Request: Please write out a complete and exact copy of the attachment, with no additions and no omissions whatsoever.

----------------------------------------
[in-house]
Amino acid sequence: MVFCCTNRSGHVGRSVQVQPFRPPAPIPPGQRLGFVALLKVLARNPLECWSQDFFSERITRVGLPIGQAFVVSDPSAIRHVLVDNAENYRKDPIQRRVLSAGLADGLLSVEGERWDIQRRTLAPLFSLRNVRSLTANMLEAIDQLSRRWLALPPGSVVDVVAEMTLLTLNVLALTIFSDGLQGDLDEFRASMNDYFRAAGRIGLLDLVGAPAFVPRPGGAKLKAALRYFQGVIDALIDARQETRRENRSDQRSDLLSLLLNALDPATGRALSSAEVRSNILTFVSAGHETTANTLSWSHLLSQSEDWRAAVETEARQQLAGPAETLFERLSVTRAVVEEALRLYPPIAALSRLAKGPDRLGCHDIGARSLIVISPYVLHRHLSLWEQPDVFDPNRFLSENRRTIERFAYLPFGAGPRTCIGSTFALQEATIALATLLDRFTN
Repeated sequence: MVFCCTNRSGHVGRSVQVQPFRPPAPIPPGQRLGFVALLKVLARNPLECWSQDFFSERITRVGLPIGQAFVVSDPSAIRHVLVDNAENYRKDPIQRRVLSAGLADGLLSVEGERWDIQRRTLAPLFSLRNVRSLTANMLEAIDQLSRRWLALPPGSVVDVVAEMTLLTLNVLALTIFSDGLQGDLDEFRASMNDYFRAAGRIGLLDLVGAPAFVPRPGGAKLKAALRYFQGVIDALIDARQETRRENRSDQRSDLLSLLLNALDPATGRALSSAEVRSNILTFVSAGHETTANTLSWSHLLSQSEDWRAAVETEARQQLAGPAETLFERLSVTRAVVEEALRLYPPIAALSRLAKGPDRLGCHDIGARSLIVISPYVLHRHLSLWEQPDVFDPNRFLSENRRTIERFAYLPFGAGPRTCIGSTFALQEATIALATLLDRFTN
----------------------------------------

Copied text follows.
[in-house]
Amino acid sequence: MVFCCTNRSGHVGRSVQVQPFRPPAPIPPGQRLGFVALLKVLARNPLECWSQDFFSERITRVGLPIGQAFVVSDPSAIRHVLVDNAENYRKDPIQRRVLSAGLADGLLSVEGERWDIQRRTLAPLFSLRNVRSLTANMLEAIDQLSRRWLALPPGSVVDVVAEMTLLTLNVLALTIFSDGLQGDLDEFRASMNDYFRAAGRIGLLDLVGAPAFVPRPGGAKLKAALRYFQGVIDALIDARQETRRENRSDQRSDLLSLLLNALDPATGRALSSAEVRSNILTFVSAGHETTANTLSWSHLLSQSEDWRAAVETEARQQLAGPAETLFERLSVTRAVVEEALRLYPPIAALSRLAKGPDRLGCHDIGARSLIVISPYVLHRHLSLWEQPDVFDPNRFLSENRRTIERFAYLPFGAGPRTCIGSTFALQEATIALATLLDRFTN
Repeated sequence: MVFCCTNRSGHVGRSVQVQPFRPPAPIPPGQRLGFVALLKVLARNPLECWSQDFFSERITRVGLPIGQAFVVSDPSAIRHVLVDNAENYRKDPIQRRVLSAGLADGLLSVEGERWDIQRRTLAPLFSLRNVRSLTANMLEAIDQLSRRWLALPPGSVVDVVAEMTLLTLNVLALTIFSDGLQGDLDEFRASMNDYFRAAGRIGLLDLVGAPAFVPRPGGAKLKAALRYFQGVIDALIDARQETRRENRSDQRSDLLSLLLNALDPATGRALSSAEVRSNILTFVSAGHETTANTLSWSHLLSQSEDWRAAVETEARQQLAGPAETLFERLSVTRAVVEEALRLYPPIAALSRLAKGPDRLGCHDIGARSLIVISPYVLHRHLSLWEQPDVFDPNRFLSENRRTIERFAYLPFGAGPRTCIGSTFALQEATIALATLLDRFTN